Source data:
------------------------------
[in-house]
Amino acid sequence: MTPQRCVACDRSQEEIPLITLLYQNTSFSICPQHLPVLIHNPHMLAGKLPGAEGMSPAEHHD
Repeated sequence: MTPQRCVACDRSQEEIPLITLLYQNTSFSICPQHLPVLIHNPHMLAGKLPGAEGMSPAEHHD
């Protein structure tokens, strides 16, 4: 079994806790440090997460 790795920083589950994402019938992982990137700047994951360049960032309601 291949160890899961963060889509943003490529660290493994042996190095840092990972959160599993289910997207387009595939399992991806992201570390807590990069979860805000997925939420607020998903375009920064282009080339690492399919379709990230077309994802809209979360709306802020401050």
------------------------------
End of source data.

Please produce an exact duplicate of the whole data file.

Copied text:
[in-house]
Amino acid sequence: MTPQRCVACDRSQEEIPLITLLYQNTSFSICPQHLPVLIHNPHMLAGKLPGAEGMSPAEHHD
Repeated sequence: MTPQRCVACDRSQEEIPLITLLYQNTSFSICPQHLPVLIHNPHMLAGKLPGAEGMSPAEHHD
């Protein structure tokens, strides 16, 4: 079994806790440090997460 790795920083589950994402019938992982990137700047994951360049960032309601 291949160890899961963060889509943003490529660290493994042996190095840092990972959160599993289910997207387009595939399992991806992201570390807590990069979860805000997925939420607020998903375009920064282009080339690492399919379709990230077309994802809209979360709306802020401050």